A "pink moon" is ready to rise this Good Friday (April 19), illuminating the night sky.
The full moon is named after the pink flowers that appear at the same time of the year and indicate the beginning of spring.
The wild earth flox, better known as moss rose, is one of the first flowers to bloom in spring.
If time permits, in the UK you can see the pink moon around 8:05 p.m. in the morning, just for one night.
It will also be visible to people in the rest of Europe and North America.
However, the name is a bit misleading, since the moon will actually take a place with an orange hue, it will slowly turn yellow as it rises.
According to The almanac of the old farmerThousands of years ago, humanity tracked the seasons using lunar calendars, so the "pink moon" of April declared the beginning of spring.
The website adds that the full moon was given several names:
The native peoples once observed the seasons giving distinctive names to each recurring full moon. Time was not recorded using the months of the Julian or Gregorian calendar.
The full moon of April is called the full moon of pink, announcing the appearance of "moss pink" or the flox of wild earth, one of the flowers of spring.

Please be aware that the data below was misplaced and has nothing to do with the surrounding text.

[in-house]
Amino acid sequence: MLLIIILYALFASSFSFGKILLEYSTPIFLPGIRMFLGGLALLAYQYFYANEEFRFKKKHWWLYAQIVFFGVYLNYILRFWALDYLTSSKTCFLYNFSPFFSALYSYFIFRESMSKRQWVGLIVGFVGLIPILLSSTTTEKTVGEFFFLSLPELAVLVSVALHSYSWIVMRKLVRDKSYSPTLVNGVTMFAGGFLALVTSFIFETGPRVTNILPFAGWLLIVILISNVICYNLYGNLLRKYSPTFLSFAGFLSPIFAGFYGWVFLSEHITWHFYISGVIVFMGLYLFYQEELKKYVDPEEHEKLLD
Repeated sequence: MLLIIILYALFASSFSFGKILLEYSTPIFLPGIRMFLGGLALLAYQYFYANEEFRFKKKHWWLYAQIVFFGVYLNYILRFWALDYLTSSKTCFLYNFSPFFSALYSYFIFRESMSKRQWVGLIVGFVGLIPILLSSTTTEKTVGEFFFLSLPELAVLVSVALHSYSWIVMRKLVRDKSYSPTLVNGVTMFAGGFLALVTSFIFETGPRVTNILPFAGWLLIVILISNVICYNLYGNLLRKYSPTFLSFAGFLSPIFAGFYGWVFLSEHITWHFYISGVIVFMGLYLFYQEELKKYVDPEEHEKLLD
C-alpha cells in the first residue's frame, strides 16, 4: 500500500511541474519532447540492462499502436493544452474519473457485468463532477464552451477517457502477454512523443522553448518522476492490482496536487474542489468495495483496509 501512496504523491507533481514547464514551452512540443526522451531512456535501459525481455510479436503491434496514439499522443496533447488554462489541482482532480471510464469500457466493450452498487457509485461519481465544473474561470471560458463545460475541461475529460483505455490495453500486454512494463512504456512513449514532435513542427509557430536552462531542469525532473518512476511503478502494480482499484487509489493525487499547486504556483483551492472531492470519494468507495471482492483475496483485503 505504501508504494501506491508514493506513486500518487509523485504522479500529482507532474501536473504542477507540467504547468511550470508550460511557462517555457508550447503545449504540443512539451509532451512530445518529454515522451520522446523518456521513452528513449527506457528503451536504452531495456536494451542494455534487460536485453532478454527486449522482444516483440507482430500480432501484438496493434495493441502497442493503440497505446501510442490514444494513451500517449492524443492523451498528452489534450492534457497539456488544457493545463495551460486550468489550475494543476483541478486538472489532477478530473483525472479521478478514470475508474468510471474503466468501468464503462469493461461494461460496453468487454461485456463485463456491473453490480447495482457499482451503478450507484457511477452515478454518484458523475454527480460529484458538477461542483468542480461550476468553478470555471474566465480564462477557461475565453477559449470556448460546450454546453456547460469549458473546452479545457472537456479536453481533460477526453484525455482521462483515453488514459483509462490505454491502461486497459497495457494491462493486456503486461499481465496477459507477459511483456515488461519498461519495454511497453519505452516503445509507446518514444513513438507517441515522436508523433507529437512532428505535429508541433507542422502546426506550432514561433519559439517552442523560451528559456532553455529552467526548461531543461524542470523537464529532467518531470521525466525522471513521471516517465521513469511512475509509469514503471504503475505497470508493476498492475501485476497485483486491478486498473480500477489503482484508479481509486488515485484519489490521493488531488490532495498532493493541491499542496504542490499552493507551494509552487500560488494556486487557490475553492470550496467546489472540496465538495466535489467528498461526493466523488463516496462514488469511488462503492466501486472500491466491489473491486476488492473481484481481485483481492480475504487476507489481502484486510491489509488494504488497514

Other names include the Sprouting of the Moon of the Grbad, the Moon of the Eggs and the Moon of the Fishes.
An ancient saying of folklore believed that "a full moon in April brings frost, if the full moon turns pale, it is expected to rain".
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Emily Murray is a journalist at UNILAD. He graduated from the University of Leeds with a degree in English literature and history before studying for a master's degree in journalism at the University of Salford. Emily has previously worked for the BBC, ITV and Trinity Mirror. When Emily does not write about topics such as mental health and entertainment, you can find her at the movies, which is her second home.